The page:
The pair were convicted in the South Australian District Court in Mount Gambier last month of two counts each of incest relating to the conception of their daughter, Celeste, born last year, and another baby who died in 2001, a few days after birth, from a congenital heart defect.

Maybe it's time for 60 Minutes to rip into 60 Minutes itself?

James Fong Update - 09-Apr-2008

Even as suffering from a heart failure, our mighty James Fong "flashed" the premier of New South Wales, Morris Iemma today. Nice work!

You can read about it here.

Please continue to pray for James and Janet, and the family for God's continued protection and providence.

The best writing tip I heard in recent days.

Just read Five Words You Can Cut at the DWT
In short, beware of using the following five words: "just", "really", "quite", "that", and "perhaps".
Considering how often I tend to use those five words, probably because I am too defensive most of the time, it's just the tip that I really needed to hear and put into practice perhaps. ;-)

Hopefully I will remember this tip and write more concise yet convincing sentences from now on.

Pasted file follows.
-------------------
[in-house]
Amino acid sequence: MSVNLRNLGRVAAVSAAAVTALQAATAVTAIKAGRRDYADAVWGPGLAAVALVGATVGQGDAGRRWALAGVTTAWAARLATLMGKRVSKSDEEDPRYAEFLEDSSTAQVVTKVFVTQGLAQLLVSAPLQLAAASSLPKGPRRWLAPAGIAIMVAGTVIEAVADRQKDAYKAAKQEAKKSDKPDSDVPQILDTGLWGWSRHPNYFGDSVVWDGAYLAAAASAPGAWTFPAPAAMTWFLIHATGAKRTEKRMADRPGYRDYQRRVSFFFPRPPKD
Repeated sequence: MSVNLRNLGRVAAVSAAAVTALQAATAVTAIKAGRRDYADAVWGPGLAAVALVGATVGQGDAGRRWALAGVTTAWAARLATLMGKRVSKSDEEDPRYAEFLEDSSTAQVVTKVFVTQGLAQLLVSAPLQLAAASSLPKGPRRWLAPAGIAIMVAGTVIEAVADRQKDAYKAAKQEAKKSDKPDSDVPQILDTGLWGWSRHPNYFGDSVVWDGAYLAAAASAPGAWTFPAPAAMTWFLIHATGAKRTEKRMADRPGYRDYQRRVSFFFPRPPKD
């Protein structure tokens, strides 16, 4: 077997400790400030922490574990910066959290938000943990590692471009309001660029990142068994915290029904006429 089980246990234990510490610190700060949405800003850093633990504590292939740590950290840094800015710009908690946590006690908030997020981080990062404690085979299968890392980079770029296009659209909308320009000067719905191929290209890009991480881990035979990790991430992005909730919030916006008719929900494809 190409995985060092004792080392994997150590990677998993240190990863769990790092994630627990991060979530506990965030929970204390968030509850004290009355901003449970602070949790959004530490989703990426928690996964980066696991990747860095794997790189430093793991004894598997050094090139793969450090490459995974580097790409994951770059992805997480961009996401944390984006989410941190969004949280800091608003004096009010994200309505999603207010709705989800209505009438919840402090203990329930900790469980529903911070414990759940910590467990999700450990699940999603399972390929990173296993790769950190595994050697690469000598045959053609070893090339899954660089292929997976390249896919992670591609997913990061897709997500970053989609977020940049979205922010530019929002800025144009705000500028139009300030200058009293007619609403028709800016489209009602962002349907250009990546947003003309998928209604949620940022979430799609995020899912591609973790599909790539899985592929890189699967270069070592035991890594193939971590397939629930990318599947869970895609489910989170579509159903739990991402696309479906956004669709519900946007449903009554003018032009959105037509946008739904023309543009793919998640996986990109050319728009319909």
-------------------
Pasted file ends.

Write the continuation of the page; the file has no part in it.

"The daily writing tips" is a great site for such helpful tips, go check it out yourself.

Tuesday, 8 April 2008

Depression linked to Alzheimer's later in life

Just one more reason to be more depressed for the depressed.
From the news:
People who have had depression may be more prone to Alzheimer's disease, two studies suggest.
Dutch researchers found Alzheimer's was 2.5 times more likely in people with a history of depression.
The findings were echoed in a second study by Rush University in the US published in Archives of General Psychiatry.
The researchers followed more than 900 members of the Catholic clergy for up to 13 years during which time 190 developed Alzheimer's.
They found that those with more signs of depression at the start of the study were more likely to develop Alzheimer's.

A Christian faced with stage 4 cancer

A law professor at the Harvard Law School writes about his cancer and his thoughts at this time.
From the post: